In the modern American cinematic garden, annual harvests continue to grow ever more bountiful. The Soderbergh and Aronofsky trees, well-rooted and stoic, perpetually plop ripe fruit from their branches. One tends to enjoy a lazy stroll down the Coen Brothers patch, plucking at the sweet offerings from within. But the local delicacies, freshest and closest to your heart, satisfy the palate in a way that is simply incomparable, almost indescribable.
Native Houstonian Wes Anderson refuses to deliver even one slightly imperfect crop. Every season, without fail, his produce is pure, filling, comfortable yet nuanced. Moonrise Kingdom is the current submission in this unfailing product line, and like its predecessors, it is tasty, delightful, and teeming with the wisdom and experience of its creator.
There is no better indicator of a true “auteur”: the ability to make films with an intriguing style on every outing while also growing the art; expanding into new territory but retaining that original feel. To this effect, Mr. Anderson is one of our most precious American directors working the lands and fields of today.
This time, Anderson treats us to a heartwarming tale of young love, set on a self-contained, semi-remote island in majestic 1960s New England. Preteens Sam and Suzy (played by newcomers Jared Gilman and Kara Hayward, respectively) were meant to be together, and so they concoct via snail-mail a plan to meet up and run away. Sam cleverly Shawshanks himself away from Scouting Troop #55, while Suzy slips out of her home on the island.
Parental figures for the girl come in the form of my generation’s Meryl Streep, Frances McDormand, and Anderson mainstay Bill Murray, easily the greatest product of Saturday Night Live (sorry, Sandler — you fell off, hard). No question, though, it is Sam’s initial father figure, Scoutmaster Ward (played by Ed Norton) who steals the show. Norton’s role is flawless, comedic in even the slightest of noticeable gestures or deliveries.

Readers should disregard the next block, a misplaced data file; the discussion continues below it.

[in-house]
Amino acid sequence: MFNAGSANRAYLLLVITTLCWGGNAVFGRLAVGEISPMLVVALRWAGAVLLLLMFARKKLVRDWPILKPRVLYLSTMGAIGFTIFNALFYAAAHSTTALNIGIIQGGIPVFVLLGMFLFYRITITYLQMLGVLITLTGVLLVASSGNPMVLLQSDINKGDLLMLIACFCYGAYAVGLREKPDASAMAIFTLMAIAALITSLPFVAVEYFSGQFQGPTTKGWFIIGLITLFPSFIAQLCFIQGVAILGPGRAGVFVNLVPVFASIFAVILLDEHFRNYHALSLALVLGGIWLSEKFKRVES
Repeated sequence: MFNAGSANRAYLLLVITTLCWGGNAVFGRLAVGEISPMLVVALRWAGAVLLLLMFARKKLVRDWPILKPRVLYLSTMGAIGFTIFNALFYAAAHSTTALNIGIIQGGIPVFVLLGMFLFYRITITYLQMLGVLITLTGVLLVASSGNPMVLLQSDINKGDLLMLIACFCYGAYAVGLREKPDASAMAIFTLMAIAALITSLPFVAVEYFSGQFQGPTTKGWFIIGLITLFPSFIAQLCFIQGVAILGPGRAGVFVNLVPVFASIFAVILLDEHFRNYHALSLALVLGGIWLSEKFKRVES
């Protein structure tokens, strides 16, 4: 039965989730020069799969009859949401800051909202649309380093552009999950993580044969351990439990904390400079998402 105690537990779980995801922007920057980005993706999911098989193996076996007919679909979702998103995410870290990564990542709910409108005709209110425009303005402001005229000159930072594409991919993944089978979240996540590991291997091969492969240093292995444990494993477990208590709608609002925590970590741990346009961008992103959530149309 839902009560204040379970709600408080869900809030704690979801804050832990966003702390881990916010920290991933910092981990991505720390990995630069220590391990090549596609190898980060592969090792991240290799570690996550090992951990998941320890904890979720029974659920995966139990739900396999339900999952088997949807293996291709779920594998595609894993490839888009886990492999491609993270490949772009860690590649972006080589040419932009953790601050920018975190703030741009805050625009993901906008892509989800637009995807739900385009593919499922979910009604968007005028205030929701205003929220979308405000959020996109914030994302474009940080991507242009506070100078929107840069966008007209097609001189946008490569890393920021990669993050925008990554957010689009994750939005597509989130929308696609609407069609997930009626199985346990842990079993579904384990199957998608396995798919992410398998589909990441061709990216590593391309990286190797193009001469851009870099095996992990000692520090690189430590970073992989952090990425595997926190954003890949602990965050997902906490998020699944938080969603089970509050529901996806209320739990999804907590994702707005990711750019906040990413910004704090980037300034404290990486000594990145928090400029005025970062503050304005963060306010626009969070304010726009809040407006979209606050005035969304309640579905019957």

It is a gift that Wes Anderson possesses that allows him to illicit genuine, inspiring performances from every single actor or actress featured in his films, be they nubile fresh faces like our protagonists or storied veterans like Murray, Norton, Tilda Swinton, and Bruce Willis. Over the years, Mr. Anderson has worked with the unknown and the well-known alike, and each time, he extracts from them the very essence of artistic expression, emotion, and storytelling.
The universes he paints, with the unmistakably distinct set and costume designs, the driving synchronicity of ballads and scores, engaging the ear equally alongside the eye, all homogenize perfectly and aid this process. To take a guy like Bruce Willis, who is certainly no stranger to playing the role of police officer, and completely reinvent him, the role itself and how he portrays it, is simply staggering.
Bear in mind, with the exception of Murray and Jason Schwartzman, not one other cast member had ever worked with Wes Anderson (unusual, given his track record, but then again, this is his first “Wilson”-less movie, so there is that), and yet, you would not know it looking at the onscreen collaboration. This is the unambiguous trademark of a genius filmmaker.
A film such as Moonrise Kingdom reminds us why we shuck out the dollars to sit in uncomfortable theatres time and time again. Wes Anderson’s body of work speaks loudly for itself. Poetic fluidity of dialogue and plot progression, conveyed by the most talented thespians in the most tantalizing settings, playfully engage the audience from start to finish. What wonderment we should all share in the fact that Wes Anderson will not cease making quality, entertaining pictures; it’s almost too powerful to quantify.